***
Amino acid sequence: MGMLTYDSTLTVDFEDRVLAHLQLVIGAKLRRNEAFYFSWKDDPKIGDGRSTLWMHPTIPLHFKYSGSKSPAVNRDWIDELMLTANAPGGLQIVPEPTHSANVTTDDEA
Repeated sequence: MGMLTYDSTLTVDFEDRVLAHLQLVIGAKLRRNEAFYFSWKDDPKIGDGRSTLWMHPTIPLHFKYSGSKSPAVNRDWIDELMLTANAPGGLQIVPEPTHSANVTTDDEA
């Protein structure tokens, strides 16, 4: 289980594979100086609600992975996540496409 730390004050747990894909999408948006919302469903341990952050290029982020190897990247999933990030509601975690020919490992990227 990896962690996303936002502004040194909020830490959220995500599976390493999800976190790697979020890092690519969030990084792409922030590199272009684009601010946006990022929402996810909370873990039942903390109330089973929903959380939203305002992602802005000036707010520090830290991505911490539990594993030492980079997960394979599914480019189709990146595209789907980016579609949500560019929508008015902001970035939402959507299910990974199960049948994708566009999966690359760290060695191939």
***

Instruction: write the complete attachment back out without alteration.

Amino acid sequence: MGMLTYDSTLTVDFEDRVLAHLQLVIGAKLRRNEAFYFSWKDDPKIGDGRSTLWMHPTIPLHFKYSGSKSPAVNRDWIDELMLTANAPGGLQIVPEPTHSANVTTDDEA
Repeated sequence: MGMLTYDSTLTVDFEDRVLAHLQLVIGAKLRRNEAFYFSWKDDPKIGDGRSTLWMHPTIPLHFKYSGSKSPAVNRDWIDELMLTANAPGGLQIVPEPTHSANVTTDDEA
């Protein structure tokens, strides 16, 4: 289980594979100086609600992975996540496409 730390004050747990894909999408948006919302469903341990952050290029982020190897990247999933990030509601975690020919490992990227 990896962690996303936002502004040194909020830490959220995500599976390493999800976190790697979020890092690519969030990084792409922030590199272009684009601010946006990022929402996810909370873990039942903390109330089973929903959380939203305002992602802005000036707010520090830290991505911490539990594993030492980079997960394979599914480019189709990146595209789907980016579609949500560019929508008015902001970035939402959507299910990974199960049948994708566009999966690359760290060695191939």